On 2018-10-27 17:51, Alain Fournier wrote:

BFS will burn liquid methane. I'm not sure what would happen if you
replaced the methane with LNG. Possibly it would fly, possibly it would
go kaboum. Even if LNG is mostly liquid methane, there typically is near
10% of ethane, propane, butane and small amounts of other stuff. In some
cases the difference can have consequences.


Are rocket engines extremely sensitive to fuel density? or do they allow
for a range of density so that the turbines don't go kablooey if fed
with slightly different fuel?


The density difference between liquid methane and LNG is (at most)
around 10%. It's typically much less. Navy fighter planes use JP-8
ashore and JP-5 at sea. The two fuels vary in density by about 5% and
have different properties. Given that, I wouldn't expect a rocket,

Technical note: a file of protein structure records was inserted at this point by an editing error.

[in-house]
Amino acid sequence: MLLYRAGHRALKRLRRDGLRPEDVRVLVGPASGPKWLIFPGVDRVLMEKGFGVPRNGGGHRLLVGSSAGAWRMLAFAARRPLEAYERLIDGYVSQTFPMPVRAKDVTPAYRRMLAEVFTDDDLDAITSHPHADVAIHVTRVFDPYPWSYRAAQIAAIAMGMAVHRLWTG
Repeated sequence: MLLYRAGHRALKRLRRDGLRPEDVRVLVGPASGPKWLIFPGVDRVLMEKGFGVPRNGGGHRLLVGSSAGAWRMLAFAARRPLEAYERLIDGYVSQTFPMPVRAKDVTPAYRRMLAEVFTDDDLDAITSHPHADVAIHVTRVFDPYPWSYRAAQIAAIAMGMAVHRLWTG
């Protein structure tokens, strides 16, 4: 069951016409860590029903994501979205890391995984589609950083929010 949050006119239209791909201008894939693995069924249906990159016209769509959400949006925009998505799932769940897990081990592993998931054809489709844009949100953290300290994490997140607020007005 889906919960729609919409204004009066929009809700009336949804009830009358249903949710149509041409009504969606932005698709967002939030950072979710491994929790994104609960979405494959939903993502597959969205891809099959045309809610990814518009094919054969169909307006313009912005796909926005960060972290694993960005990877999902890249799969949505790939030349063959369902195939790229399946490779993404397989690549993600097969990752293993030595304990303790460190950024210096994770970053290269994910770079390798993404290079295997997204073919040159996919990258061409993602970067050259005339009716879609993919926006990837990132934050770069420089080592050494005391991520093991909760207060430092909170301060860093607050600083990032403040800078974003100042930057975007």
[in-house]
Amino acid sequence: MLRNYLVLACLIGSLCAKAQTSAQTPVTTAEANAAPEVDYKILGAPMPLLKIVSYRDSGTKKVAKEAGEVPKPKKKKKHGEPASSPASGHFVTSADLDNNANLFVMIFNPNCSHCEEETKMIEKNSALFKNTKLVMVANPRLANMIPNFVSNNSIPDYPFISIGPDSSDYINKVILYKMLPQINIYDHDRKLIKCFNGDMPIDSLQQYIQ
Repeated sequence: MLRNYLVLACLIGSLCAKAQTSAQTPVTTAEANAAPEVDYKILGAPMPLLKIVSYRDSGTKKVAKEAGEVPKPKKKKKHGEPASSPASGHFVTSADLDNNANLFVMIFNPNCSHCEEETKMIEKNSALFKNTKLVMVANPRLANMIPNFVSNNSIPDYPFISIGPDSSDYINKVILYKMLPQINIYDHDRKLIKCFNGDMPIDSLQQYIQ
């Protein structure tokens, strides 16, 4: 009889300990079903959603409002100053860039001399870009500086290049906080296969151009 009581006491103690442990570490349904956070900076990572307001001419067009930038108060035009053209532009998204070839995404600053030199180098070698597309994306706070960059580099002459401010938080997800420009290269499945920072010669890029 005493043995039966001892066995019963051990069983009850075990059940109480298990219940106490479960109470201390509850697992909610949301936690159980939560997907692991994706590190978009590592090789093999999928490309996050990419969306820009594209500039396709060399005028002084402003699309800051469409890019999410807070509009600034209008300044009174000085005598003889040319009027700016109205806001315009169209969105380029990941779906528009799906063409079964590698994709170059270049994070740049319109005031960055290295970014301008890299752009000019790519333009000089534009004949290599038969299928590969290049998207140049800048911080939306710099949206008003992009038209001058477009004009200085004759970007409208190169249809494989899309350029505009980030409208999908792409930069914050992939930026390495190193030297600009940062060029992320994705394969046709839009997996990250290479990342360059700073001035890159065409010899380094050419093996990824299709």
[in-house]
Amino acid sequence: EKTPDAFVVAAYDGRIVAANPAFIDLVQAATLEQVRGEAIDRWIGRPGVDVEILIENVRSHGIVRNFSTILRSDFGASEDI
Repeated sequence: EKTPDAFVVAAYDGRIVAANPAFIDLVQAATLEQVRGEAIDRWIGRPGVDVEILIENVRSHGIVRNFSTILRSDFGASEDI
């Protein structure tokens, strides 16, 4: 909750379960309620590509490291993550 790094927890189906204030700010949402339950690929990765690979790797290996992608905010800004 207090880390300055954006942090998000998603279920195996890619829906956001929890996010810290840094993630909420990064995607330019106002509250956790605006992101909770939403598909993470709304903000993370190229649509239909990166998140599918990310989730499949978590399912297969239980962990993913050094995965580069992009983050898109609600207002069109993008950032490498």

which is a much simpler machine than a jet, to have problems over
minor differences in fuel density.


It's also worth noting that for this role, BFS would almost surely be
trying to return empty. So that mitigates the problem somewhat in terms
of the performance required. You could further mitigate that by
planning on hopping BFS a couple of times on the way "back to base"
which would give you more margin on the performance.

So the only thing you'd really need to do is to insure that the engines
are properly instrumented and have the proper controls in place in order
to handle these small variations in propellant density. In other words,
you've got to tweak the mixture ratio a bit in this case, which really
shouldn't be too hard to do.

Jeff
--
All opinions posted by me on Usenet News are mine, and mine alone.
These posts do not reflect the opinions of my family, friends,
employer, or any organization that I am a member of.
  #13  
Old October 31st 18, 12:29 AM posted to sci.space.policy
Alain Fournier[_3_]
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Posts: 360
Default US Air Force explores space-based cargo operations, confirmstalks with SpaceX